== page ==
I give these stats to encourage you to try this exercise yourself. Make your own rules. I wasn’t racing around or in a frenzy to find things to shoot. It was a coolish morning, and I got a nice, leisurely walk out of this time spent. I would have preferred a cloudy, bright overcast morning, but we all know that “you get what you get.” Be open and thankful for all your “topside” moments.

STOP 3 – Between the buildings and a parking garage.

More colors and curves and textures.


Below is what those 105 frames on the walk looked like. Even though small here, you should be able to see clearly what I loved working the most. That painted electrical box is killer, and I will definitely revisit sometime. You may also note a pattern – I did. There are lots of lines, curves, colors and patterns. Had I brought my macro lens or a longer telephoto, there would have been other and different images to see and capture. On that note, I did change the image area in my camera a few times from FX to DX crop to gain some reach. The images shared here are not cropped. The images ARE processed FOR MY VISION.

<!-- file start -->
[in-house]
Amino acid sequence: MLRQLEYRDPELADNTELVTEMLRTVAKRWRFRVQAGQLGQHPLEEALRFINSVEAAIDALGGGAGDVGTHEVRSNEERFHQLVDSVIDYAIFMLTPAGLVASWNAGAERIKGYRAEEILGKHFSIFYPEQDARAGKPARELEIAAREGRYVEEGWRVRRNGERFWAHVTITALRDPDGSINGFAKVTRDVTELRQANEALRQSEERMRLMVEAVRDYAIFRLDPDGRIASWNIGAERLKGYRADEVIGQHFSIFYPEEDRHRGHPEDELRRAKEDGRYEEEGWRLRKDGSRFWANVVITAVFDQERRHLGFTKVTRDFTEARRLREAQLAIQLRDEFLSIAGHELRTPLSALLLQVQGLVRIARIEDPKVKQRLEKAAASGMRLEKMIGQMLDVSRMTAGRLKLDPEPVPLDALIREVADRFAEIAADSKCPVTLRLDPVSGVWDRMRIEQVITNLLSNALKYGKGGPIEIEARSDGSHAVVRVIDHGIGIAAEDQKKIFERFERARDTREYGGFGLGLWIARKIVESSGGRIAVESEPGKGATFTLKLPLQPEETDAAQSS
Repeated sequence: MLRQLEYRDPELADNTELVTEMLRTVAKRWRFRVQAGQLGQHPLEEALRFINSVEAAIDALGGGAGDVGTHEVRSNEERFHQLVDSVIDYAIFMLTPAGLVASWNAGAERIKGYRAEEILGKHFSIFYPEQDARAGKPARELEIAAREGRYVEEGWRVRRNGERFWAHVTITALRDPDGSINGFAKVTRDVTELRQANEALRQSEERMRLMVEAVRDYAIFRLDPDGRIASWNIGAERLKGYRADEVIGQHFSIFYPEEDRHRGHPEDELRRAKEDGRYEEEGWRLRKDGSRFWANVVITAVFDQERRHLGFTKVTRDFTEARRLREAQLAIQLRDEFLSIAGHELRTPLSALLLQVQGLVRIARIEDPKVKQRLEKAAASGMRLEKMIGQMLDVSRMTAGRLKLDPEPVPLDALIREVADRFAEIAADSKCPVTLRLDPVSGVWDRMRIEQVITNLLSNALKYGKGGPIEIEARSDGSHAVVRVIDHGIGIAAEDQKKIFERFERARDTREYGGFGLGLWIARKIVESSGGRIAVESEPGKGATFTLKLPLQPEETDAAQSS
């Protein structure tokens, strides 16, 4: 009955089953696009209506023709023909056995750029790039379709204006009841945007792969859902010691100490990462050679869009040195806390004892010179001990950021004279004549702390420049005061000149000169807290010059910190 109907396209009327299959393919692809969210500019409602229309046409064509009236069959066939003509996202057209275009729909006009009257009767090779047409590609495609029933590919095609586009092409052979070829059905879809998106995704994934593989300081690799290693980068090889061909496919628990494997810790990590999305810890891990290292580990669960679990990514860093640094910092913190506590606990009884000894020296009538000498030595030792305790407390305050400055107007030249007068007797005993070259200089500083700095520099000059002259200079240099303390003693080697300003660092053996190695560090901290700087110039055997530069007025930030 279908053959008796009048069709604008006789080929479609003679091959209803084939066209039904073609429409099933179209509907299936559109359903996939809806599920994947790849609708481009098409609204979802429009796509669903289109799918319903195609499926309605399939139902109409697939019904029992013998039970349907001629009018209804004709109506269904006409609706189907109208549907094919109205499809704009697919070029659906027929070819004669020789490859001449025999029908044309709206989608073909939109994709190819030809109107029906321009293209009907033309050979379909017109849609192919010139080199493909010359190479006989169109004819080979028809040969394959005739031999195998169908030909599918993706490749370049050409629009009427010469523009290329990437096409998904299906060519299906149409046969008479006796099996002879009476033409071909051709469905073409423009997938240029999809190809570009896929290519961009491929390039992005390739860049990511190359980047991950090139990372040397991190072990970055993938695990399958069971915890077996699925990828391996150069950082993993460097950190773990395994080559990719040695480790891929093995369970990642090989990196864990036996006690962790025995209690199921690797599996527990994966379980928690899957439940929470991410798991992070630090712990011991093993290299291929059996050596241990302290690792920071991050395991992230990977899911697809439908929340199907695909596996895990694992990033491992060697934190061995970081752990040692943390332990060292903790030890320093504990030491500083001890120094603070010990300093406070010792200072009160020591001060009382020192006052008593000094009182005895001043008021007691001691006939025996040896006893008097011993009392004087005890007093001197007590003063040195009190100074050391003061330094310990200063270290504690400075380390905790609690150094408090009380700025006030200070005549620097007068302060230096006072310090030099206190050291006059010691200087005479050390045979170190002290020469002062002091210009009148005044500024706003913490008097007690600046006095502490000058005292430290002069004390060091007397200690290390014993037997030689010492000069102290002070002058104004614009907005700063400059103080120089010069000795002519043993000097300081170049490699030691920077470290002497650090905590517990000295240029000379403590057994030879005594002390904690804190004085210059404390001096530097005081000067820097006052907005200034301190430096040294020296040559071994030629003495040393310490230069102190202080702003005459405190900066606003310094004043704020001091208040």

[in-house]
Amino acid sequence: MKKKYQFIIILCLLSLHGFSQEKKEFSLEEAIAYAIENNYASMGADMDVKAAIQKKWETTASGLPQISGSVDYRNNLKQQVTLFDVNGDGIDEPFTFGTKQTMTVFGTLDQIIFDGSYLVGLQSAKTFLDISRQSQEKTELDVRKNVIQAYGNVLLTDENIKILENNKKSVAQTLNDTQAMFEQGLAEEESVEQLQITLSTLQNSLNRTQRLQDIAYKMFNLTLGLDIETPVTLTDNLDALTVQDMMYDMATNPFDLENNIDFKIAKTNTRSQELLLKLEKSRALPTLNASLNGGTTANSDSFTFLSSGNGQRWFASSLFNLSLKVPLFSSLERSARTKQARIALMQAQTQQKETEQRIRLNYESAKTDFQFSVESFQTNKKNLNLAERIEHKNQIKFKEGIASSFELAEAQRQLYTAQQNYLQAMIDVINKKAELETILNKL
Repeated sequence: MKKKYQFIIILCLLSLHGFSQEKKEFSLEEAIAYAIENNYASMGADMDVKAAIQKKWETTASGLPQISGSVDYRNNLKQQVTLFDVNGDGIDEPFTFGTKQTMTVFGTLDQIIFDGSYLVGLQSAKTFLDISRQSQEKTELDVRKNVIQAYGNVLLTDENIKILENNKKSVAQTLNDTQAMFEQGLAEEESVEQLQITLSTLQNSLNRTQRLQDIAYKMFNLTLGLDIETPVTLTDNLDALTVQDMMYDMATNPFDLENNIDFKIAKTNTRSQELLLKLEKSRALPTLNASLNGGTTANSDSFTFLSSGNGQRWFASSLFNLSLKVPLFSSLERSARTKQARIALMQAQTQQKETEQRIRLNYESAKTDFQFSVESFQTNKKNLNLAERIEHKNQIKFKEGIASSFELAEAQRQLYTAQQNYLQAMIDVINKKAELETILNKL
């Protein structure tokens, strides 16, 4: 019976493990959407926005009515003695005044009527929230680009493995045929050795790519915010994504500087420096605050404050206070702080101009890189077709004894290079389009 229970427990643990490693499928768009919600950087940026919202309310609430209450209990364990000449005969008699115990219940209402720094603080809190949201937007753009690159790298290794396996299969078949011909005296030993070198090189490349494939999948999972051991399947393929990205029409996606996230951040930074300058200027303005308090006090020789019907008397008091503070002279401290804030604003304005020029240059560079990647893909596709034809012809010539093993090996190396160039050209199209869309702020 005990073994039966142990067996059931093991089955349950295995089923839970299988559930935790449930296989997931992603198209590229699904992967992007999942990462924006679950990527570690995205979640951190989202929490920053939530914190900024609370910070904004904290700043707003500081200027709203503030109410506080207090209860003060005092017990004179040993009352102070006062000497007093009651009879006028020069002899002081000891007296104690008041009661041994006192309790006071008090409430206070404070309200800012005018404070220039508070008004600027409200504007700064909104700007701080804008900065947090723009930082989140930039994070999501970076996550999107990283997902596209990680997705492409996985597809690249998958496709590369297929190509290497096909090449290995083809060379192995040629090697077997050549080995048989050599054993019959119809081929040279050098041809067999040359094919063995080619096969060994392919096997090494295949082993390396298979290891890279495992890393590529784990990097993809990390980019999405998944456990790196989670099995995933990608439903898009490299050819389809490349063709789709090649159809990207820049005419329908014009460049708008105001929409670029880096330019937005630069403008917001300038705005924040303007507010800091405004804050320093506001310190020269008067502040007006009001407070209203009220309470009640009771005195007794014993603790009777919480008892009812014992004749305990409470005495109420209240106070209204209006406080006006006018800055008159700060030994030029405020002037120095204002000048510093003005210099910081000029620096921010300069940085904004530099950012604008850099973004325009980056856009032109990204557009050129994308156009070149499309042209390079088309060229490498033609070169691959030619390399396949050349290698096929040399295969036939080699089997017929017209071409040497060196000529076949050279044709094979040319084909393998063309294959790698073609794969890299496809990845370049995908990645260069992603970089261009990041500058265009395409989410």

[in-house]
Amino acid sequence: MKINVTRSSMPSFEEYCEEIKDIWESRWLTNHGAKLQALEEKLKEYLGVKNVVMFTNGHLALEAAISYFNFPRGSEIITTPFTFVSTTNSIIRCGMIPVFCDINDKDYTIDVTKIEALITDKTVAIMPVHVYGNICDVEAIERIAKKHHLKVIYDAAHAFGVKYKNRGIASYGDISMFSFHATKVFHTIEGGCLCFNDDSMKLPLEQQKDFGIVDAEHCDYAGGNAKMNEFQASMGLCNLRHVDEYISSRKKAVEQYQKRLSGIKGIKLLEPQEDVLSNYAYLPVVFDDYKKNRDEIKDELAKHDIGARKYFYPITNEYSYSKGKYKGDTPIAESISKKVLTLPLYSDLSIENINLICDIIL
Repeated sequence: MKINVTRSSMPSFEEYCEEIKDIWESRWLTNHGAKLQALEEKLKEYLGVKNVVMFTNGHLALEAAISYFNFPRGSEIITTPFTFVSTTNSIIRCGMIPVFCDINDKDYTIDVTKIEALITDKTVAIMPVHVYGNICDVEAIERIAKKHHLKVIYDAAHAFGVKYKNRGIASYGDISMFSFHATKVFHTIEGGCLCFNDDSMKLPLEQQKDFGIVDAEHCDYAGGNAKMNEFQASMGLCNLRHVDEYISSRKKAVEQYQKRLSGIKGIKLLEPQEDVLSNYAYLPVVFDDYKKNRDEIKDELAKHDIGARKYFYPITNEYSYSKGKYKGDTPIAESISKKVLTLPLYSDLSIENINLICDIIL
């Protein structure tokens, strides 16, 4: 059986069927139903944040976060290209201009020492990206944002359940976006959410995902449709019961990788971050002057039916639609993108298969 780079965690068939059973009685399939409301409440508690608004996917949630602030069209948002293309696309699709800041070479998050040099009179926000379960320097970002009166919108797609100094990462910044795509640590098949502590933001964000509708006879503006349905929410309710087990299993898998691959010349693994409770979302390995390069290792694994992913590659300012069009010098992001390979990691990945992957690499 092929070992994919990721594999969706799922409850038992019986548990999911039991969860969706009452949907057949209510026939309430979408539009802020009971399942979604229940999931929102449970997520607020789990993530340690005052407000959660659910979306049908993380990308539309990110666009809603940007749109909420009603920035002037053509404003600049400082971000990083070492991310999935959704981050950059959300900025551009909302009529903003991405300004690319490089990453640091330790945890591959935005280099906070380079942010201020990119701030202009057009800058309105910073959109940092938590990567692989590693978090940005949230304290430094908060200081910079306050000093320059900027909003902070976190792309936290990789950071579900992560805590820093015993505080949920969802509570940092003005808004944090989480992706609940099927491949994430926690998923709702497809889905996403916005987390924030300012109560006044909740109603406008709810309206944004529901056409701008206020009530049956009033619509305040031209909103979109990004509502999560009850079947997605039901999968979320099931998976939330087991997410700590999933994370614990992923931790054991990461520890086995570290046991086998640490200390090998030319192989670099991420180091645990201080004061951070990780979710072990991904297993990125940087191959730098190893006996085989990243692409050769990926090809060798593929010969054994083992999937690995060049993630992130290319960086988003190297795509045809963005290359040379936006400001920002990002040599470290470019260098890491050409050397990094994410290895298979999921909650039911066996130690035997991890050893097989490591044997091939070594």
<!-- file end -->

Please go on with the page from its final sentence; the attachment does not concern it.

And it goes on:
While small images, you can see some of what I saw at each stop.

Each stop offered something new to capture.

And the final frames – ending where I began, but with much more free motion.


You might be wondering where or how to start your own “Finding Abstracts” assignment (challenge). I’ve given you the parameters that I used. You could start there. But what then? What do you look for?

A few questions for you to ask yourself (more than once) might be helpful:

  • What am I looking at? (That’s Frame 1)
  • What do I see? (Frames 2-6/7 are the abstracts) Break it down. Open your eyes and mind. See what you see.
  • What is it? (Your subject – its name)